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COP26: Ongoing story of ‘ifs’ and ‘buts’ could diminish progress

Synopsis: The 26th UN Climate Change Conference of the Parties (COP26) is less than a couple of months away and the organizers are already dealing with big challenges. The new Covid-19 cases have been rising in several countries and overall, the gains from vaccination look rather ordinary in many geographies. Among several participants, the concern is, whether this is the right time to organize the conference. Apart from the Covid-19 pandemic and the risks for participants, unaffordable accommodation costs in the host city of Glasgow, and other logistics-related challenges, the main issue continues to be the big gap in the thought process on climate change between developed and developing countries. It is abundantly clear from the recent news flow around COP26 and other climate change topics as picked by EMAlpha AI-ML that the participants are not on the same page. For example, 1) China has always advocated that the responsibility to reduce global emissions rests more with developed countries. Putting the blame on richer nations also has potential economic benefits for the country, 2) India is in favor of rights of countries to set their own time frames for reaching climate targets and wants “flexibility” being allowed to countries, 3) China and the United States have failed to reach an agreement on climate change and there are also unrelated issues including the debate on human rights, 4) China has already opposed European Commission’s planned carbon border tax as it could suffer the most from the scheme, and, 5) Brazil is investing more in coal-based plants and would allow the dirtiest fossil fuel to be burnt until 2050. In addition, the BRICS nations (Brazil, Russia, India, China, and South Africa) are emphasizing the principle of Common but Differentiated Responsibilities and Respective Capabilities i.e. countries will act based on their respective capabilities.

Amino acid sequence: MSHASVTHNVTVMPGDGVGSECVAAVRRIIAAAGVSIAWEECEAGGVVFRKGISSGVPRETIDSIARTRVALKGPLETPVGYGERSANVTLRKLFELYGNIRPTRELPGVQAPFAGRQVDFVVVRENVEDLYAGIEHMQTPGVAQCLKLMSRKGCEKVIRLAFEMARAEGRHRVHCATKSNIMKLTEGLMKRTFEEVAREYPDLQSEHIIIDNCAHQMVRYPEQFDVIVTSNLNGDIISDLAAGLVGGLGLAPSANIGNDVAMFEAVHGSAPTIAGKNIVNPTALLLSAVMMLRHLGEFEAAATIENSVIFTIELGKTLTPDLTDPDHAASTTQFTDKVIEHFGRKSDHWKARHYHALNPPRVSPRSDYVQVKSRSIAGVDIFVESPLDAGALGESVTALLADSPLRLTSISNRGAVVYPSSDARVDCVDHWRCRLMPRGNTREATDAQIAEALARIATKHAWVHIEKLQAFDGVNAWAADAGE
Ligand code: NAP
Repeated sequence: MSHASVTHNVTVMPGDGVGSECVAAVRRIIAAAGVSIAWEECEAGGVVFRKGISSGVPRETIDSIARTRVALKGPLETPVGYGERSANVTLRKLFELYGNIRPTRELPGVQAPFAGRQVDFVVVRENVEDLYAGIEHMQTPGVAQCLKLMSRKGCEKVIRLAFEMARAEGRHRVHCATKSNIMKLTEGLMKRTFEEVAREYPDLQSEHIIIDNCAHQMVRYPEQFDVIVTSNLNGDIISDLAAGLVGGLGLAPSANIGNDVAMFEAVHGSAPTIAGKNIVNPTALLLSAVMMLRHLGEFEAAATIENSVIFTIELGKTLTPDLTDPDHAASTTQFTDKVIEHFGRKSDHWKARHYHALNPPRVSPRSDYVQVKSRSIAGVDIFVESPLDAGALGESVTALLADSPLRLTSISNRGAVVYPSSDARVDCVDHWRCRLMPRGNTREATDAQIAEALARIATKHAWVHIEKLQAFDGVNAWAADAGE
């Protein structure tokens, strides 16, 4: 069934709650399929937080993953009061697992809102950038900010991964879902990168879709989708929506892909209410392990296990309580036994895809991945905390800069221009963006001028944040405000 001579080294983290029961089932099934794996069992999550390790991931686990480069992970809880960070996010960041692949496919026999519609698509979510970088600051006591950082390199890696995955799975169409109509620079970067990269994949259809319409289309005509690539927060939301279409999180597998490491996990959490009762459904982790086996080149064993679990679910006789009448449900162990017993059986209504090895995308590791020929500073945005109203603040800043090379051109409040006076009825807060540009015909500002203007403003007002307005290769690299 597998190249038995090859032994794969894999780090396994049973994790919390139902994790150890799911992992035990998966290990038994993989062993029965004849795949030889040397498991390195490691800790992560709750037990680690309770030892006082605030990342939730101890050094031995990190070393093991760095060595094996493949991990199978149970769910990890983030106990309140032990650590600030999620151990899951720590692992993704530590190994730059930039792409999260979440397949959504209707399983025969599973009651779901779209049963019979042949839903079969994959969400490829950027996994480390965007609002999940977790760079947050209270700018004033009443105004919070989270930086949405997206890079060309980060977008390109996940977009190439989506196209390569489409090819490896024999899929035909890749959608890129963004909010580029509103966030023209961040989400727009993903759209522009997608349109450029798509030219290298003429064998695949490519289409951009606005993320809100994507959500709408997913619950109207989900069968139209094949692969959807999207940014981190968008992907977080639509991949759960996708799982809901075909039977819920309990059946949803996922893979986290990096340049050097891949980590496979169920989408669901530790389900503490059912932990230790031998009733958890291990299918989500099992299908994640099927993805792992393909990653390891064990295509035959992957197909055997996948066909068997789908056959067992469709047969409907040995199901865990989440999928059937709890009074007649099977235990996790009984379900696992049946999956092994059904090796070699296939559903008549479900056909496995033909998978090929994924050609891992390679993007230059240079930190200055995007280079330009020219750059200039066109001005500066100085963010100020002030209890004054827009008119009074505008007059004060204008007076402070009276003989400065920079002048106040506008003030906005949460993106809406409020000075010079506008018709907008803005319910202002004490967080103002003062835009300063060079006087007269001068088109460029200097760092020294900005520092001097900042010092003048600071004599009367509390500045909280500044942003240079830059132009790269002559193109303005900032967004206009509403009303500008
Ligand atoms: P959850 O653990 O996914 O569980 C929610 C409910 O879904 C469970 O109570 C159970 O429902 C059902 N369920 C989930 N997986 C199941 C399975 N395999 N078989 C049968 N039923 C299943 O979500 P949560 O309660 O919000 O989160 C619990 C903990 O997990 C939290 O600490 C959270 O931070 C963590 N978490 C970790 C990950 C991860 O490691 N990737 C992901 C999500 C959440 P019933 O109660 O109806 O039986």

The Covid-19 Induced Global Chip Shortage

When Covid-19 hit the world in early 2020, a pall of gloom hung over the global economy and uncertainty ruled the day. The future was pretty much unchartered and countries and companies around the globe started swinging in the dark. The current chip shortage is the result of the unexpected ways in which the global industries’ demand has played out for the chips.

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